Baroness Emmuska (Emma) Orczy, the author of The Scarlet Pimpernel, was born on September 23, 1865. Her parents were the composer Baron Felix Orczy de Orczi and Countess Emma Wass von Szentegyed und Czege.
And interesting fact about Baroness Orczy is that in World War One she founded England’s Active Service League. Members pledged, “to persuade every man I know to offer his services to the country, and I also pledge myself never to be seen in public with any man who, being in every way fit and free for service, has refused to respond to his country’s call.”
While the organization fell short of its goal of enlisting 100,000 women, 20,000 women joined the cause.
Yesterday NPR interviewed Salman Rushdie about his new memoir, Joseph Anton. In the book Rushdie talks about the experience of living in hiding after a fatwa was issued calling for the death of the author and anyone associated with the book’s publication.
Where does the title come from? In the interview Rushdie states:
“The police asked me to come up with a pseudonym, partly because I needed to rent properties and so on, and obviously couldn’t do it in my own name,” he says. “And I was asked to make it not an Indian name. And so, deprived of one nationality, I retreated into literature — which is, you could say, my other country — and chose this name from the first names of Conrad and Chekhov: Joseph Conrad, Anton Chekhov equals Joseph Anton.”
The interview is fascinating. Rushdie draws parallels between his situation and Alfred Hitchcock’s film The Birds. Not only that, he suggests that his experience might have been a sort of foretelling of the 9/11 attacks.
Moby Dick Big Read is an innovative website. Every day the site features a chapter of Moby Dick read by a different celebrity. The chapters are accompanied by images from the world of complementary art. Fun!! The site started releasing just this week so head on over today.
Agatha Christie was born on September 15, 1890 and passed away on January 12, 1976. She’s popular today for her mystery novels featuring detectives like Hercule Poirot and Miss Jane Marple. What you may not know is that she wrote six novels using the pen name of Mary Westmacott.
The Westmacott novels are typically classified as romance novels. Are they really romance novels though? Judge for yourself as you read the descriptions below.
Absent in the Spring: Stranded between trains, Joan Scudamore finds herself reflecting upon her life, her family, and finally coming to grips with the uncomfortable truths about her life.
Giant’s Bread: The story of Vernon Deyre, a composer and pianist whose obsession with art wreaks havoc with the two very different women in his life.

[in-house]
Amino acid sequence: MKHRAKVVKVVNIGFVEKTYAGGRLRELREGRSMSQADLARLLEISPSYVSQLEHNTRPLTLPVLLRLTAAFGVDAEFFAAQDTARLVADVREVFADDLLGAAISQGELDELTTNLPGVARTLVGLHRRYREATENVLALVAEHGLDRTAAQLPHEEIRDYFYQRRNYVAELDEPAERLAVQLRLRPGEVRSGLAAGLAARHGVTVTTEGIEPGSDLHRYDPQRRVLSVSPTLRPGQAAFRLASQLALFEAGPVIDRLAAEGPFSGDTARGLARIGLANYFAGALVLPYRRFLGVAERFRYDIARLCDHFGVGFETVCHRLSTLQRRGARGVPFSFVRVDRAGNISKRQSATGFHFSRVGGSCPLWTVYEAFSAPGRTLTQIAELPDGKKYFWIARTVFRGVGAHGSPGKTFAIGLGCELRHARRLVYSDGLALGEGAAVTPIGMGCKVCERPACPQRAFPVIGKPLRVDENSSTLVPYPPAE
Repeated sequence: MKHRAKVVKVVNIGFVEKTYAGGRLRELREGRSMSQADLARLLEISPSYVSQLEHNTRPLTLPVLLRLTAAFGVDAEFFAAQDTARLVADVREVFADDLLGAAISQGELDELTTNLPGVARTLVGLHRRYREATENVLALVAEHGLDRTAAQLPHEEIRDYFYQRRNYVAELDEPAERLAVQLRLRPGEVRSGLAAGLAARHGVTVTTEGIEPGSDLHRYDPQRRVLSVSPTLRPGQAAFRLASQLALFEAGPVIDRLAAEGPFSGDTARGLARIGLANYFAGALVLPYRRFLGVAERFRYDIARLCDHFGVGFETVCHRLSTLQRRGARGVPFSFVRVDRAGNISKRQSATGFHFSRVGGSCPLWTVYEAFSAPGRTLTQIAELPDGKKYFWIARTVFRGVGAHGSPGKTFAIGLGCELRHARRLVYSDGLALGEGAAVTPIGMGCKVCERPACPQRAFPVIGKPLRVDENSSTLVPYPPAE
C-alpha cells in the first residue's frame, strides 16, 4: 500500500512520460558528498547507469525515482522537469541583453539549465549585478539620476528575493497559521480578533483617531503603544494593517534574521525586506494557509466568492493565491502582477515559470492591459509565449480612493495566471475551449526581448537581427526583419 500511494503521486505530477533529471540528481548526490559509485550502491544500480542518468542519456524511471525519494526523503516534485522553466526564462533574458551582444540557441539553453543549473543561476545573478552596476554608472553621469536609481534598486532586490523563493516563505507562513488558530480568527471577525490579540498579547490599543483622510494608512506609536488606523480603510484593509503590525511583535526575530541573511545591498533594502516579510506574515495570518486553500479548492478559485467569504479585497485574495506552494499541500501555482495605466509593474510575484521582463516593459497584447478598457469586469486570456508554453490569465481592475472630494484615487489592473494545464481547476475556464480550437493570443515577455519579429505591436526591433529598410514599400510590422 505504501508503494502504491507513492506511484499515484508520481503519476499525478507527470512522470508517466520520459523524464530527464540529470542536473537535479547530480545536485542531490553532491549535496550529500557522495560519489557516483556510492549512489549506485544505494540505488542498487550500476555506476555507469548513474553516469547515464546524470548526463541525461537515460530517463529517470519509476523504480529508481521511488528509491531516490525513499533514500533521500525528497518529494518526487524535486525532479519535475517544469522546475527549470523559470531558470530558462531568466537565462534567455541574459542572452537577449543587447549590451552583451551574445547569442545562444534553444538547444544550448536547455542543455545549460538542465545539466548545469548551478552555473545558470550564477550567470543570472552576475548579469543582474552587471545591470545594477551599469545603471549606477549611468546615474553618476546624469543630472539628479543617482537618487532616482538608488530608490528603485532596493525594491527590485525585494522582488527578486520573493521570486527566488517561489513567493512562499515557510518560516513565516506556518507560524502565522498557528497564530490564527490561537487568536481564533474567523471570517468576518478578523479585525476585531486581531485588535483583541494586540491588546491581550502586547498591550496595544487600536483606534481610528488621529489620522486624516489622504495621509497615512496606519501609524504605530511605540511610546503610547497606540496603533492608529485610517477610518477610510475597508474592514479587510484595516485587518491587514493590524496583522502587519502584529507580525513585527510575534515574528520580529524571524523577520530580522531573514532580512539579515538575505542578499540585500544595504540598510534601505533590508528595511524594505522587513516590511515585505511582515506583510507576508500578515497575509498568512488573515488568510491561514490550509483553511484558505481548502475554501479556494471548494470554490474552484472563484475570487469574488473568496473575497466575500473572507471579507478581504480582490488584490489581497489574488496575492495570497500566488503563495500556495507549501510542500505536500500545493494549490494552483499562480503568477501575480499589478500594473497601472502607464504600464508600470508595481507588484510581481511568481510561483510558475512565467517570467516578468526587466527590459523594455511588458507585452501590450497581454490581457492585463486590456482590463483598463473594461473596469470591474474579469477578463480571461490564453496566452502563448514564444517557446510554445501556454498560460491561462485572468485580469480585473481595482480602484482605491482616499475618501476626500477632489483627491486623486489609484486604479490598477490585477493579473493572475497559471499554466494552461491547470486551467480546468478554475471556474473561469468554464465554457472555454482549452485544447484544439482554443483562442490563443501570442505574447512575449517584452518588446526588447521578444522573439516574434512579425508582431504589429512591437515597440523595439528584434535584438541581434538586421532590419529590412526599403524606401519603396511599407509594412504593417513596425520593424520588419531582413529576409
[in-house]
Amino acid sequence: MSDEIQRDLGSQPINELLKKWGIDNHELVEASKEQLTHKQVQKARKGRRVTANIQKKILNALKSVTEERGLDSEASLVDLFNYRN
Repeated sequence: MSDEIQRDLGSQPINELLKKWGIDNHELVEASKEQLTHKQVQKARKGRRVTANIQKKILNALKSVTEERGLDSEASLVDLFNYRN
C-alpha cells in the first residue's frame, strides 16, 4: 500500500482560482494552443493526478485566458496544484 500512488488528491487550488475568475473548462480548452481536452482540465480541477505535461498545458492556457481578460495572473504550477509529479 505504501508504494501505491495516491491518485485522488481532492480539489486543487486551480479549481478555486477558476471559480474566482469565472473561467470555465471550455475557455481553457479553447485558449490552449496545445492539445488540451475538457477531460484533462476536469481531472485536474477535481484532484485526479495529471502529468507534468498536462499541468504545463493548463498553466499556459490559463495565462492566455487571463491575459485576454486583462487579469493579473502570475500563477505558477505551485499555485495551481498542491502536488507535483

The Rose and the Yew Tree: In one of the finest explorations of the human heart, the compelling story of a deep and abiding love, the conflicts it encompasses, and the price that must be paid.
A Daughter’s Daughter: A daughter’s opposition to her mother’s plan to remarry threatens to destroy their relationship
Unfinished Portrait: Bereft of three people she has held most dear, Cecilla must decide if she has the strength to come to terms with the past.
The Burden: The burden of one sister’s love for her younger sister–whom she’s sworn to protect–has a dramatic effect on both their lives.
One of my Twitter followers alerted me to upcoming publication of this book. The Great Charles Dickens Scandal by Professor Michael Slater addresses Dickens’ affair with Ellen Ternan.
Charles Dickens was regarded as a pillar of respectability in Victorian Britain, but in 1858 this image was nearly shattered. With the break-up of his marriage that year, rumours about a scandalous relationship he may have conducted with young actress Ellen “Nelly” Ternan flourished. For the remaining twelve years of his life, Dickens struggled to quash the gossip. After his death, surviving family members did the same. But when the author’s last living son died in 1934, there was no one to discourage rampant speculation. Dramatic revelations seemed to come from every corner – over Nellie’s role as Dickens’ mistress, the financial help he gave her, their clandestine meetings, their coded messages, and even his fathering of an illegitimate child with her. This book presents the most complete account of the scandal and ensuing coverup ever published. Drawing on the author’s letters and other archival sources not previously available, Dickens scholar Michael Slater investigates what Dickens did or may have done, then traces the way the scandal was elaborated over succeeding generations. Slater shows how various writers concocted outlandish yet plausible theories while newspapers and book publishers vied for sensational revelations. With its tale of intrigue and a cast of well-known figures from Thackeray and Shaw to Orwell and Edmund Wilson, this engaging book will delight not only Dickens fans but also readers who appreciate tales of mystery, cover-up, and clever detection.
If you have a quote from classic literature that you’d like to add to the LitQuotes site, check out our quotation submission page. In the meantime here’s a sample of today’s new quotes:
“There is such a thing as looking through a person’s eyes into the heart, and learning more of the height, and breadth, and depth of another’s soul in one hour than it might take you a lifetime to discover, if he or she were not disposed to reveal it, or if you had not the sense to understand it.” ~ The Tenant of Wildfell Hall by Anne Bronte
Two serendipitous things happened recently. I tweeted the following quote today and got a lot of retweets. I’ve also been noticing a lot of quote photos on Facebook. I took it as a sign to make the first LitQuotes quote photo.